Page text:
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Texas Immigration Block Being Challenged Across the Country

Mexican-born José Lopez, now living in Chicago, is challenging a recent federal court decision, which he argues was unfairly applied to his case. After the decision in Texas v. United States, the United States Citizen & Immigration Services (USCIS) revoked Lopez’s three-year work permit granted under the expanded Deferred Action for Childhood Arrivals (DACA) program. The United States District Court for the Northern District of Illinois will hear Lopez’s argument that a Texas federal judge’s decision to loosen restrictions on immigrant work permits is “unlawfully broad” and should therefore not take effect unless he has opportunity to dispute the grounds of revocation.

In early 2015, USCIS approved Lopez’s DACA application, allowing him to work legally in the U.S. After the announcement of President Barack Obama’s 2014 executive actions, USCIS extended Lopez’s work permit for three years, as it did in for millions of other beneficiaries of the DACA program. Lopez was able to defer deportation and apply for work permits in three-year periods. But in May 2015, Lopez received a letter from USCIS stating that his three-year extension would be revoked.

The decision to revoke Lopez’s permit was based on the United State District Court of the Southern District of Texas’ decision to issue a preliminary injunction on the program that his permit was issued under. The case, Texas v. United States, made its way to the short-handed United States Supreme Court which failed to issue a decision after being deadlocked 4 to 4. Earlier this month, the Supreme Court refused to re-hear the decision.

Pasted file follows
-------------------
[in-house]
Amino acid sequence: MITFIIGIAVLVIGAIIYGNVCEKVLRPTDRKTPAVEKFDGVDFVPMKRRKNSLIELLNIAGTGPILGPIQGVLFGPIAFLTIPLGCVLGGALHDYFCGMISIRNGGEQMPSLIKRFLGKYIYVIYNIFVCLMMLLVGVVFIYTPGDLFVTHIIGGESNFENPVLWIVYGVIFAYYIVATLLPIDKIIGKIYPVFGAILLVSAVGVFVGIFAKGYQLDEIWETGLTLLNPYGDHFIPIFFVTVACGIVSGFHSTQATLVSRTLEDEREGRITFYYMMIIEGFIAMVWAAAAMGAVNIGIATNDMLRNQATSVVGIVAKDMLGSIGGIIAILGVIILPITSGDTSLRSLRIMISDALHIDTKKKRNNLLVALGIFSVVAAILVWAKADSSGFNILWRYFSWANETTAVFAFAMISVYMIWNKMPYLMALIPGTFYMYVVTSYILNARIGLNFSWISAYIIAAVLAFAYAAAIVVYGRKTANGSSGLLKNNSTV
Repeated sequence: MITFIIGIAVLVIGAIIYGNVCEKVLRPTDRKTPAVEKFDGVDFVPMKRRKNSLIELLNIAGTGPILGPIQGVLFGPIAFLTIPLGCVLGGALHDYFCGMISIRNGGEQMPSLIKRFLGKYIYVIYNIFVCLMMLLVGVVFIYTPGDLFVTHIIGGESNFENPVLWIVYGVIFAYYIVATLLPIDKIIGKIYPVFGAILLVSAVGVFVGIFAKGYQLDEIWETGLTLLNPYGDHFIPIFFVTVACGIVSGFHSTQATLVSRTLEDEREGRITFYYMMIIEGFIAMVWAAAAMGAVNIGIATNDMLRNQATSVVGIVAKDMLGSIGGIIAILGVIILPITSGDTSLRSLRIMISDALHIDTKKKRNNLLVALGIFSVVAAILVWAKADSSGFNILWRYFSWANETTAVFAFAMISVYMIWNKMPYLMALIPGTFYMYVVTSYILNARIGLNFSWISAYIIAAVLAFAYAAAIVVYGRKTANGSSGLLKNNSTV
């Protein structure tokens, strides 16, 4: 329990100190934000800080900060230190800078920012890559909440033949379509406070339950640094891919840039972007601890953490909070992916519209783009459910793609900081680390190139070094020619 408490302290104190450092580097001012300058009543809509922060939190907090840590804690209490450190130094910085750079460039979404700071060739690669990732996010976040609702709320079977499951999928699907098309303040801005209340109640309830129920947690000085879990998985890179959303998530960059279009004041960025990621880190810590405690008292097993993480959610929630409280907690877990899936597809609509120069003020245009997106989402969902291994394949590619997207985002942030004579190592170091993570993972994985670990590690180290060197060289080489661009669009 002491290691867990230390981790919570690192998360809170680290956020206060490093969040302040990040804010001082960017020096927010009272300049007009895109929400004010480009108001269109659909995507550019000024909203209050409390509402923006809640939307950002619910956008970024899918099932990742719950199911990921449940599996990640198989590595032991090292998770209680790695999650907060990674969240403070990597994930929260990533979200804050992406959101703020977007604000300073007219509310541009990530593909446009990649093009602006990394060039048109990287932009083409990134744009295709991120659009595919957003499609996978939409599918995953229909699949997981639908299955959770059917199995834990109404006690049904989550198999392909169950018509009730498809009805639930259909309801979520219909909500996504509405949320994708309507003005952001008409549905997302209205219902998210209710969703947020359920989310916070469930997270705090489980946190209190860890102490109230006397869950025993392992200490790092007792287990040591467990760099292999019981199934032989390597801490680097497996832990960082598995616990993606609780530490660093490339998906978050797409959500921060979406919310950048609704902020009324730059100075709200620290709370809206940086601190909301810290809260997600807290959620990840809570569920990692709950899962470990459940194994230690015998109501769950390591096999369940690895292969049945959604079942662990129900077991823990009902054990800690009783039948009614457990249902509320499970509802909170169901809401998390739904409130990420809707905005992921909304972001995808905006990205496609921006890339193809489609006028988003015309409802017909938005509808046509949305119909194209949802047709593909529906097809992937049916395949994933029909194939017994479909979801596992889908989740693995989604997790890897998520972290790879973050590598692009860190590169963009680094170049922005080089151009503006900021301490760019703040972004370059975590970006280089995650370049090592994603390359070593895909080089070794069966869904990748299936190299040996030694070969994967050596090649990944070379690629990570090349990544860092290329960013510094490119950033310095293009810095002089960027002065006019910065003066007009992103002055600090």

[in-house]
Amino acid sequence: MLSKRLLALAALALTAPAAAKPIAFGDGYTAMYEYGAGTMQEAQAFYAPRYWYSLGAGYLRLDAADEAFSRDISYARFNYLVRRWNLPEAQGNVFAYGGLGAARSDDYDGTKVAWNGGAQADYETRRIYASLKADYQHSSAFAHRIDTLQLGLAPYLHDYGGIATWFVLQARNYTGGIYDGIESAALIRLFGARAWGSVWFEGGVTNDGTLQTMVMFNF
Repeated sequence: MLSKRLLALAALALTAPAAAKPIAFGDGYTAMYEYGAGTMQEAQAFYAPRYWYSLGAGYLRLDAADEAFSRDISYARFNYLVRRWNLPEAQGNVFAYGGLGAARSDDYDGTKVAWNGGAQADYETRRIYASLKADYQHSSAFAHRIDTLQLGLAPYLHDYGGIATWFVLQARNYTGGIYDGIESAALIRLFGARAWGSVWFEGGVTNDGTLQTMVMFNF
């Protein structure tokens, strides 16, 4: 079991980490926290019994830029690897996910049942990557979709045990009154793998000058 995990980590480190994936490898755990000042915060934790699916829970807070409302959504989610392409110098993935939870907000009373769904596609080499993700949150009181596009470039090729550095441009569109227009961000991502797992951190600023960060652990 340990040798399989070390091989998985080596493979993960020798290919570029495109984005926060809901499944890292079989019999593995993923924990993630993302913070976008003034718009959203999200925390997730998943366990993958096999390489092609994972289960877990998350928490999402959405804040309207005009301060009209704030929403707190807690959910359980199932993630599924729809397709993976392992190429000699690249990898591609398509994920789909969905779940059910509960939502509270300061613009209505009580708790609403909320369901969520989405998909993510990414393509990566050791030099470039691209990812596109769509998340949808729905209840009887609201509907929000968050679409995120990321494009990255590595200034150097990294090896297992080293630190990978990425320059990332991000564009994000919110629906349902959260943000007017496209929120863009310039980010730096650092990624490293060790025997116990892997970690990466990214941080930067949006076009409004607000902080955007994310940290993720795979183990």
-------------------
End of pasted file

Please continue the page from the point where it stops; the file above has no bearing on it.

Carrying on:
Lopez argues that a judge in Texas should not have the ability to affect other communities. His position is representative of an area of the country where city and state officials have repeatedly expressed support for President Obama’s expansion of deferred action. Lopez’s complaint, falling in line with demands of immigrants from the greater Chicago area, asks the court to (1) declare that the February 2015 preliminary injunction entered in Texas v. United States does not apply to Illinois residents such as himself; (2) declare that the revocation of his employment authorization was unlawful; (3) vacate and set aside the revocation, while ordering reinstatement of his three-year employment authorization; and (4) enjoin USCIS from revoking any employment authorization on the basis of the preliminary injunction in Texas v. United States.

The case will be one to follow, since it could overturn the decision in Texas v. United States if it is eventually heard by the Supreme Court. Other lawsuits that challenge the application of Texas v. United States, like Martin Jonathan Batalla Vidal v. Kathy A. Baran, et al., are springing up across the country.

If you are seeking help with deportation or another immigration matter, or if you would like to apply for a green card, call the experienced immigration attorneys at Bretz & Coven LLP at (212) 267-2555.

Immigration Consequences of Criminal and Fraudulent Conduct
The immigration consequences of criminal or fraudulent conduct can be harsh and often illogical. Even a very minor offense could have a dramatic immigration consequence, including deportation, detention without bond, being denied naturalization, a visa or re-entry into the United States. Likewise, the use of fake or fraudulent documents, aliases, and other misrepresentations can have similar immigration consequences. Kerry Bretz and Bretz & Coven have been counseling non-citizen criminal defendants, as well as their lawyers, for over 20 years. We have a long history of strategizing deportation and removal defenses, as well as applications for waivers, in very complicated cases.

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